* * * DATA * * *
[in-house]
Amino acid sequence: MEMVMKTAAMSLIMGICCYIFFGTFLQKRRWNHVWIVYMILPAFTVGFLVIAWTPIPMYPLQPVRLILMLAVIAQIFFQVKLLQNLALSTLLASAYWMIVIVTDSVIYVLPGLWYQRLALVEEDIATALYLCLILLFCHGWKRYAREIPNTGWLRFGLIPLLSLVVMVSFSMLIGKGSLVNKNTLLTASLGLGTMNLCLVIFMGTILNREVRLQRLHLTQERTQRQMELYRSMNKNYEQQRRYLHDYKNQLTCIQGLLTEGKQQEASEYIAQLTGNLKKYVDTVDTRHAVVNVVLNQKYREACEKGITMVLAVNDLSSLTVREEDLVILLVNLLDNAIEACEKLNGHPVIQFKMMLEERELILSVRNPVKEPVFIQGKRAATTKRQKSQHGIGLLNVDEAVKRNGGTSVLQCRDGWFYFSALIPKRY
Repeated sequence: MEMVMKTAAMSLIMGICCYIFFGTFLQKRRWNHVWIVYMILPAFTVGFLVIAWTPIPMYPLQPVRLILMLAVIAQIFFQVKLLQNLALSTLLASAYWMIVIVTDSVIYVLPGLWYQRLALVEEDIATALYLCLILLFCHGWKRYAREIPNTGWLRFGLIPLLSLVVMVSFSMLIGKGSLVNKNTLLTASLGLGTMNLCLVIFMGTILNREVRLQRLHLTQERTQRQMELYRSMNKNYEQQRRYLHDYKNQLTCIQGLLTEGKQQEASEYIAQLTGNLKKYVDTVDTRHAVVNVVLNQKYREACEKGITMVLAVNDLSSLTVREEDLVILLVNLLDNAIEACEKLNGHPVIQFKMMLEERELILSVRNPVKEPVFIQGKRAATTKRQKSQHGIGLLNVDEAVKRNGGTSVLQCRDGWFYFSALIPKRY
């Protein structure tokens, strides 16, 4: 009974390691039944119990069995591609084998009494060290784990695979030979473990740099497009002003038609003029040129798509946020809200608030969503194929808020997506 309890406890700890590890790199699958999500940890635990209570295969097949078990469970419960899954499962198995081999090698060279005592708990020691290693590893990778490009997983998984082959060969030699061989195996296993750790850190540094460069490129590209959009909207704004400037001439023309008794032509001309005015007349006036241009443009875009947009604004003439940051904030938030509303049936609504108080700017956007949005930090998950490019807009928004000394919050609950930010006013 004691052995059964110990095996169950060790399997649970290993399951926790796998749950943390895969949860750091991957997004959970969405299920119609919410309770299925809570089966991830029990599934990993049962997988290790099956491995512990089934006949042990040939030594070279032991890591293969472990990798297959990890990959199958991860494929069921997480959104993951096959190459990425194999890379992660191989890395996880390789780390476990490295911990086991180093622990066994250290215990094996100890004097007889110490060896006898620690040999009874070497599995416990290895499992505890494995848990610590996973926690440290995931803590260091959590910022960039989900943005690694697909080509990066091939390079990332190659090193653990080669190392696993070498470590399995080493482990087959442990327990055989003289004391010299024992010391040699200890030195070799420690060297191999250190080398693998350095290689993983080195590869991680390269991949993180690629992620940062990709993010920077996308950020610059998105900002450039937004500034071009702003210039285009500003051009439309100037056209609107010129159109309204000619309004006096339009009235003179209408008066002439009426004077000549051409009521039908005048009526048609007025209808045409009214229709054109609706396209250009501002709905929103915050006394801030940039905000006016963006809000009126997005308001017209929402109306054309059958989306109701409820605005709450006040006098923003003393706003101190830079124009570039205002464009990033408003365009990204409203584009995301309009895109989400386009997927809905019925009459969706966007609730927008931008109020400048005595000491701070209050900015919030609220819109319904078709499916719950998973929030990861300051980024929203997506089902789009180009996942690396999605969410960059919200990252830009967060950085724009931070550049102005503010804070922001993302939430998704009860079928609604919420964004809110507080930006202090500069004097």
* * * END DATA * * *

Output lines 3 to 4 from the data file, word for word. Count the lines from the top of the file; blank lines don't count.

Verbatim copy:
Repeated sequence: MEMVMKTAAMSLIMGICCYIFFGTFLQKRRWNHVWIVYMILPAFTVGFLVIAWTPIPMYPLQPVRLILMLAVIAQIFFQVKLLQNLALSTLLASAYWMIVIVTDSVIYVLPGLWYQRLALVEEDIATALYLCLILLFCHGWKRYAREIPNTGWLRFGLIPLLSLVVMVSFSMLIGKGSLVNKNTLLTASLGLGTMNLCLVIFMGTILNREVRLQRLHLTQERTQRQMELYRSMNKNYEQQRRYLHDYKNQLTCIQGLLTEGKQQEASEYIAQLTGNLKKYVDTVDTRHAVVNVVLNQKYREACEKGITMVLAVNDLSSLTVREEDLVILLVNLLDNAIEACEKLNGHPVIQFKMMLEERELILSVRNPVKEPVFIQGKRAATTKRQKSQHGIGLLNVDEAVKRNGGTSVLQCRDGWFYFSALIPKRY
């Protein structure tokens, strides 16, 4: 009974390691039944119990069995591609084998009494060290784990695979030979473990740099497009002003038609003029040129798509946020809200608030969503194929808020997506 309890406890700890590890790199699958999500940890635990209570295969097949078990469970419960899954499962198995081999090698060279005592708990020691290693590893990778490009997983998984082959060969030699061989195996296993750790850190540094460069490129590209959009909207704004400037001439023309008794032509001309005015007349006036241009443009875009947009604004003439940051904030938030509303049936609504108080700017956007949005930090998950490019807009928004000394919050609950930010006013 004691052995059964110990095996169950060790399997649970290993399951926790796998749950943390895969949860750091991957997004959970969405299920119609919410309770299925809570089966991830029990599934990993049962997988290790099956491995512990089934006949042990040939030594070279032991890591293969472990990798297959990890990959199958991860494929069921997480959104993951096959190459990425194999890379992660191989890395996880390789780390476990490295911990086991180093622990066994250290215990094996100890004097007889110490060896006898620690040999009874070497599995416990290895499992505890494995848990610590996973926690440290995931803590260091959590910022960039989900943005690694697909080509990066091939390079990332190659090193653990080669190392696993070498470590399995080493482990087959442990327990055989003289004391010299024992010391040699200890030195070799420690060297191999250190080398693998350095290689993983080195590869991680390269991949993180690629992620940062990709993010920077996308950020610059998105900002450039937004500034071009702003210039285009500003051009439309100037056209609107010129159109309204000619309004006096339009009235003179209408008066002439009426004077000549051409009521039908005048009526048609007025209808045409009214229709054109609706396209250009501002709905929103915050006394801030940039905000006016963006809000009126997005308001017209929402109306054309059958989306109701409820605005709450006040006098923003003393706003101190830079124009570039205002464009990033408003365009990204409203584009995301309009895109989400386009997927809905019925009459969706966007609730927008931008109020400048005595000491701070209050900015919030609220819109319904078709499916719950998973929030990861300051980024929203997506089902789009180009996942690396999605969410960059919200990252830009967060950085724009931070550049102005503010804070922001993302939430998704009860079928609604919420964004809110507080930006202090500069004097």